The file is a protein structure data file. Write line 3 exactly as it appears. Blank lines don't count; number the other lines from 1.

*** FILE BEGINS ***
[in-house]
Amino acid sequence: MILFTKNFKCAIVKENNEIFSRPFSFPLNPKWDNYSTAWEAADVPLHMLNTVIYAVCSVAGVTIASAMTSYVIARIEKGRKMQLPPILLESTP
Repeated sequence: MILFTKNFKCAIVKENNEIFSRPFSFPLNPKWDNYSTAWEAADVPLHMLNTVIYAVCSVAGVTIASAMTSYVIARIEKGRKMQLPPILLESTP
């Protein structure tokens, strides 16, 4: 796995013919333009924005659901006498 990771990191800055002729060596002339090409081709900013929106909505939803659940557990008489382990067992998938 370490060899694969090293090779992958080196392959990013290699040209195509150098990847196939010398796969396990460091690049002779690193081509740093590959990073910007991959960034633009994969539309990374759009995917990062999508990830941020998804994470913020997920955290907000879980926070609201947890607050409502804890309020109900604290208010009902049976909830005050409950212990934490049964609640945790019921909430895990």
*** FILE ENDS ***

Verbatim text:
Repeated sequence: MILFTKNFKCAIVKENNEIFSRPFSFPLNPKWDNYSTAWEAADVPLHMLNTVIYAVCSVAGVTIASAMTSYVIARIEKGRKMQLPPILLESTP